'The evidence against me is ridiculous' - Jamshed
Nasir Jamshed found the evidence of corruption against him so "flimsy" that he laughed out loud when he read about it. The former Pakistan batsman was arrested in the UK in February in connection with an investigation into corruption in the 2017 Pakistan Super League. Through its own investigations, the PCB insists Jamshed is a central figure.
Four months later, the only charge the board has laid against him is for obstruction and non-cooperation in the investigations. But the PCB has indicated that further, more serious charges can be laid against him, and is waiting for the UK's National Crime Agency (NCA) - which arrested Jamshed - to share more evidence with it.
And Jamshed is the subject of two concurrent hearings in front of a tribunal constituted by the PCB in Lahore; the main one, in front of a three-man tribunal looking into the obstruction charges and the second, in front of a one-man disciplinary panel, is one Jamshed initiated arguing for his provisional suspension to be lifted.
In the meantime, details of a key element of the board's evidence against him have been leaked, but are, Jamshed insists, so "ridiculous" that he was "amused" when he read them in the media. Eight WhatsApp voice notes, allegedly exchanged between Jamshed and Khalid Latif - another Pakistan batsman facing charges of corruption - first found their way into the media and have now been uploaded to a standalone website. The exchanges, in Urdu, are ostensibly about one or more bat deals; the PCB's argument is that they are code for corrupt deals.
"They claim they have WhatsApp voice messages that show me talking about spot-fixing in code," Jamshed told ESPNcricinfo in his first interview since his arrest. "But what they actually have is WhatsApp voice messages that show me talking about selling bats. There's no code involved at all.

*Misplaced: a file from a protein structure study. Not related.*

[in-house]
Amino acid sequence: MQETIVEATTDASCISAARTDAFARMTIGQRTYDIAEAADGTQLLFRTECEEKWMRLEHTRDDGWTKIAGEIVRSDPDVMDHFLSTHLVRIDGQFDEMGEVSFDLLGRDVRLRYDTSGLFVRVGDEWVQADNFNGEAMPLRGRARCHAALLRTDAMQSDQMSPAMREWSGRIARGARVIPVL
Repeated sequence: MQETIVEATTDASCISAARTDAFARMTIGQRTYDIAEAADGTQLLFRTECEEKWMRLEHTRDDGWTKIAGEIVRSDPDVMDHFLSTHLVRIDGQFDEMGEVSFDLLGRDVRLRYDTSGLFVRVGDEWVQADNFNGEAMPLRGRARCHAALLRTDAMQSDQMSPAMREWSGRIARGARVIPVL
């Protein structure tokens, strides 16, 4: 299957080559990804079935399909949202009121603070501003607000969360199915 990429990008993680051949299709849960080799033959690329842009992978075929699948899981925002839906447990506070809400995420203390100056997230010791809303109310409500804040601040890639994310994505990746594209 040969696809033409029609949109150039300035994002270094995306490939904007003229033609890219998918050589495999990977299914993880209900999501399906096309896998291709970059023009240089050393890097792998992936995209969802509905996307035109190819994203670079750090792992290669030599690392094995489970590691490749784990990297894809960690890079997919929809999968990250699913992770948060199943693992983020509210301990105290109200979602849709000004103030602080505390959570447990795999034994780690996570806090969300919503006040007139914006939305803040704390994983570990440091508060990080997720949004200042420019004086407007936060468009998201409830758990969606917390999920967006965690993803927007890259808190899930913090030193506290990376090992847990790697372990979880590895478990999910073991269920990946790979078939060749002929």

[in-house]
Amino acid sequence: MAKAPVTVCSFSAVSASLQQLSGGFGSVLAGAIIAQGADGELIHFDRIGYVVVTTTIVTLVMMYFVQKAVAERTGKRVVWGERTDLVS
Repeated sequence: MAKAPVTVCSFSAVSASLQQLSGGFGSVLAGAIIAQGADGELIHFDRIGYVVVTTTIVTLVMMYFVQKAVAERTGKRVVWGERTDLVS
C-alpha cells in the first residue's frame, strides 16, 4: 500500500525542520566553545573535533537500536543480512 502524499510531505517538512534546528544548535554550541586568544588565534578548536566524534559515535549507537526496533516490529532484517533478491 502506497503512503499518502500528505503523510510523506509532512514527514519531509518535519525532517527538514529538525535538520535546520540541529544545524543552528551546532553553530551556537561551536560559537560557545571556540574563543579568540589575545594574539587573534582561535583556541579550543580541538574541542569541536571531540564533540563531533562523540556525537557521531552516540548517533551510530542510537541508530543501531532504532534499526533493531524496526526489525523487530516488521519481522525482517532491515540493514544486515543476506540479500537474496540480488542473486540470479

"I've had an arrangement for years whereby I would sell a few CA bats and take a 10% commission. It's no secret; I'm allowed to do it. I laughed out loud when I saw details of their evidence against me. I was amused. It's so flimsy. It's ridiculous.
"The guy they say is a bookie... works in a Honda showroom as far as I know ... We spoke about him buying some bats from me, but in the end he didn't.
"If that is as good as they have, they should dismiss the case now. They have no evidence of any financial gain and, after all this time, they have not even charged me with spot-fixing or trying to fix a game. They have no real evidence against me."
Those messages, however, are not the only evidence the PCB claims to have against Jamshed. The board says there are witness statements from several players that appear to implicate him. There is also the potential NCA information, which the PCB believes could have a bearing not only on the ongoing hearings against Sharjeel Khan and Latif, but also Jamshed.
In fact, the board feels it has enough to continue with proceedings against Jamshed even if he is cleared by the NCA - the PCB's anti-corruption code being different to the UK criminal code. It has maintained since it laid charges against Jamshed, that it retains the right to level further corruption charges, and that had the board been able to meet him, it would already have done so.
"The original corruption investigation is still pending and we have retained our right to bring additional corruption charges at any time we deem fit," a PCB official told ESPNcricinfo.
Jamshed lives with his British-born wife - who during these interviews often acted as his interpreter - in Birmingham, where he too is waiting for the outcome of the NCA investigation. It is expected to conclude in June, with Jamshed either cleared or informed that he will be prosecuted.
"We have every confidence in the National Crime Agency," Jamshed said. "But we have very little confidence in the PCB.